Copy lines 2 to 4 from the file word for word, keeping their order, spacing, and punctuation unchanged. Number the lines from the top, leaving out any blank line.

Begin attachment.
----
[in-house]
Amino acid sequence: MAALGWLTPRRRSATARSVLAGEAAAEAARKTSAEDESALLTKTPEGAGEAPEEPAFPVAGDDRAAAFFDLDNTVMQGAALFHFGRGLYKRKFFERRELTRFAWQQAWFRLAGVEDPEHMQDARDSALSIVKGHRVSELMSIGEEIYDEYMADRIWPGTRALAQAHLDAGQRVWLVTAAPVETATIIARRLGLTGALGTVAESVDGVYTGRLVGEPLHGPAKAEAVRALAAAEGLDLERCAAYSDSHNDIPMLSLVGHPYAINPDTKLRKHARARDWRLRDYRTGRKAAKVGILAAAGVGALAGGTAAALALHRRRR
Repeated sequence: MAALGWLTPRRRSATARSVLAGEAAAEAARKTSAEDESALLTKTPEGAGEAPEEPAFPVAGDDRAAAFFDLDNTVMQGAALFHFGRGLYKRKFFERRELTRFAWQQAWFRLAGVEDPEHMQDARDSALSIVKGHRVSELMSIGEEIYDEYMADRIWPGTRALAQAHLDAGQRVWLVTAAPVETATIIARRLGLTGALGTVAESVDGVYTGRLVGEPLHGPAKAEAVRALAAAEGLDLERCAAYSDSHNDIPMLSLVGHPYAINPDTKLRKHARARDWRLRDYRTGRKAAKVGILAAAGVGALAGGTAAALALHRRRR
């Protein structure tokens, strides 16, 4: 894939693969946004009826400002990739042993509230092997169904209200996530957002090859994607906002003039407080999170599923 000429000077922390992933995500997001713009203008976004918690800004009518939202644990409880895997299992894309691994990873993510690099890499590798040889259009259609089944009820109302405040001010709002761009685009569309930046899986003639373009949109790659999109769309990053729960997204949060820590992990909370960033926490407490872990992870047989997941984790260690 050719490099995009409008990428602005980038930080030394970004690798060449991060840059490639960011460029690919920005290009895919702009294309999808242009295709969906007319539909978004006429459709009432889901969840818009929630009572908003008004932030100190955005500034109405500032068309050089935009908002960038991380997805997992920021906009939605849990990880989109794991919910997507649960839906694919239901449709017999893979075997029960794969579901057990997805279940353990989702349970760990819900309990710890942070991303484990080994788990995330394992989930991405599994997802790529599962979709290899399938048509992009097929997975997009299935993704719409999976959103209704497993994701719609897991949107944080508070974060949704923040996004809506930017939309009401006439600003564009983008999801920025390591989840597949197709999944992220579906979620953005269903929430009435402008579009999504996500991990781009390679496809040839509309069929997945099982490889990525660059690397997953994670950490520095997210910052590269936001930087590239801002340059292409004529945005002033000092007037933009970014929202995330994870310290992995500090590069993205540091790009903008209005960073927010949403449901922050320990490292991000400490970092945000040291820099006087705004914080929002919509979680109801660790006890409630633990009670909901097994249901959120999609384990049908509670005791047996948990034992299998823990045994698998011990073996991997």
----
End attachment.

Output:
Amino acid sequence: MAALGWLTPRRRSATARSVLAGEAAAEAARKTSAEDESALLTKTPEGAGEAPEEPAFPVAGDDRAAAFFDLDNTVMQGAALFHFGRGLYKRKFFERRELTRFAWQQAWFRLAGVEDPEHMQDARDSALSIVKGHRVSELMSIGEEIYDEYMADRIWPGTRALAQAHLDAGQRVWLVTAAPVETATIIARRLGLTGALGTVAESVDGVYTGRLVGEPLHGPAKAEAVRALAAAEGLDLERCAAYSDSHNDIPMLSLVGHPYAINPDTKLRKHARARDWRLRDYRTGRKAAKVGILAAAGVGALAGGTAAALALHRRRR
Repeated sequence: MAALGWLTPRRRSATARSVLAGEAAAEAARKTSAEDESALLTKTPEGAGEAPEEPAFPVAGDDRAAAFFDLDNTVMQGAALFHFGRGLYKRKFFERRELTRFAWQQAWFRLAGVEDPEHMQDARDSALSIVKGHRVSELMSIGEEIYDEYMADRIWPGTRALAQAHLDAGQRVWLVTAAPVETATIIARRLGLTGALGTVAESVDGVYTGRLVGEPLHGPAKAEAVRALAAAEGLDLERCAAYSDSHNDIPMLSLVGHPYAINPDTKLRKHARARDWRLRDYRTGRKAAKVGILAAAGVGALAGGTAAALALHRRRR
């Protein structure tokens, strides 16, 4: 894939693969946004009826400002990739042993509230092997169904209200996530957002090859994607906002003039407080999170599923 000429000077922390992933995500997001713009203008976004918690800004009518939202644990409880895997299992894309691994990873993510690099890499590798040889259009259609089944009820109302405040001010709002761009685009569309930046899986003639373009949109790659999109769309990053729960997204949060820590992990909370960033926490407490872990992870047989997941984790260690 050719490099995009409008990428602005980038930080030394970004690798060449991060840059490639960011460029690919920005290009895919702009294309999808242009295709969906007319539909978004006429459709009432889901969840818009929630009572908003008004932030100190955005500034109405500032068309050089935009908002960038991380997805997992920021906009939605849990990880989109794991919910997507649960839906694919239901449709017999893979075997029960794969579901057990997805279940353990989702349970760990819900309990710890942070991303484990080994788990995330394992989930991405599994997802790529599962979709290899399938048509992009097929997975997009299935993704719409999976959103209704497993994701719609897991949107944080508070974060949704923040996004809506930017939309009401006439600003564009983008999801920025390591989840597949197709999944992220579906979620953005269903929430009435402008579009999504996500991990781009390679496809040839509309069929997945099982490889990525660059690397997953994670950490520095997210910052590269936001930087590239801002340059292409004529945005002033000092007037933009970014929202995330994870310290992995500090590069993205540091790009903008209005960073927010949403449901922050320990490292991000400490970092945000040291820099006087705004914080929002919509979680109801660790006890409630633990009670909901097994249901959120999609384990049908509670005791047996948990034992299998823990045994698998011990073996991997």